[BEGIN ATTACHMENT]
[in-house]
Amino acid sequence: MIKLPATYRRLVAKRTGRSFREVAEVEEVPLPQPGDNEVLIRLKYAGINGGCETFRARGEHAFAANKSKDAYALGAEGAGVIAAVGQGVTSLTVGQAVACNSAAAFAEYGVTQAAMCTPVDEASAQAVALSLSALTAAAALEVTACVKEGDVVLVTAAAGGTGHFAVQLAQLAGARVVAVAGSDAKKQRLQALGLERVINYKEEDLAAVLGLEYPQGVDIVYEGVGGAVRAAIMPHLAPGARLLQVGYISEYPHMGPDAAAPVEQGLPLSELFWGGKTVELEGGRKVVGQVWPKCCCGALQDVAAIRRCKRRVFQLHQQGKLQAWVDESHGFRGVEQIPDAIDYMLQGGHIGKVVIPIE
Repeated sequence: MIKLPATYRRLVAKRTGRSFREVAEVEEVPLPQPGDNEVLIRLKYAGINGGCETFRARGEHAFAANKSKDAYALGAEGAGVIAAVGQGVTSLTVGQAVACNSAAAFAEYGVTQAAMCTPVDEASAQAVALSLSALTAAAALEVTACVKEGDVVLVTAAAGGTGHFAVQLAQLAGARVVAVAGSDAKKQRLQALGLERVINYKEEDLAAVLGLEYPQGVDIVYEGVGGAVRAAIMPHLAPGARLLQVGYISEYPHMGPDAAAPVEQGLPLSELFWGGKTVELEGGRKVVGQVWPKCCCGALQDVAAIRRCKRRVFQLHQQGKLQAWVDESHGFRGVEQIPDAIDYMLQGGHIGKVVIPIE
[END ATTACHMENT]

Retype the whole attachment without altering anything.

[in-house]
Amino acid sequence: MIKLPATYRRLVAKRTGRSFREVAEVEEVPLPQPGDNEVLIRLKYAGINGGCETFRARGEHAFAANKSKDAYALGAEGAGVIAAVGQGVTSLTVGQAVACNSAAAFAEYGVTQAAMCTPVDEASAQAVALSLSALTAAAALEVTACVKEGDVVLVTAAAGGTGHFAVQLAQLAGARVVAVAGSDAKKQRLQALGLERVINYKEEDLAAVLGLEYPQGVDIVYEGVGGAVRAAIMPHLAPGARLLQVGYISEYPHMGPDAAAPVEQGLPLSELFWGGKTVELEGGRKVVGQVWPKCCCGALQDVAAIRRCKRRVFQLHQQGKLQAWVDESHGFRGVEQIPDAIDYMLQGGHIGKVVIPIE
Repeated sequence: MIKLPATYRRLVAKRTGRSFREVAEVEEVPLPQPGDNEVLIRLKYAGINGGCETFRARGEHAFAANKSKDAYALGAEGAGVIAAVGQGVTSLTVGQAVACNSAAAFAEYGVTQAAMCTPVDEASAQAVALSLSALTAAAALEVTACVKEGDVVLVTAAAGGTGHFAVQLAQLAGARVVAVAGSDAKKQRLQALGLERVINYKEEDLAAVLGLEYPQGVDIVYEGVGGAVRAAIMPHLAPGARLLQVGYISEYPHMGPDAAAPVEQGLPLSELFWGGKTVELEGGRKVVGQVWPKCCCGALQDVAAIRRCKRRVFQLHQQGKLQAWVDESHGFRGVEQIPDAIDYMLQGGHIGKVVIPIE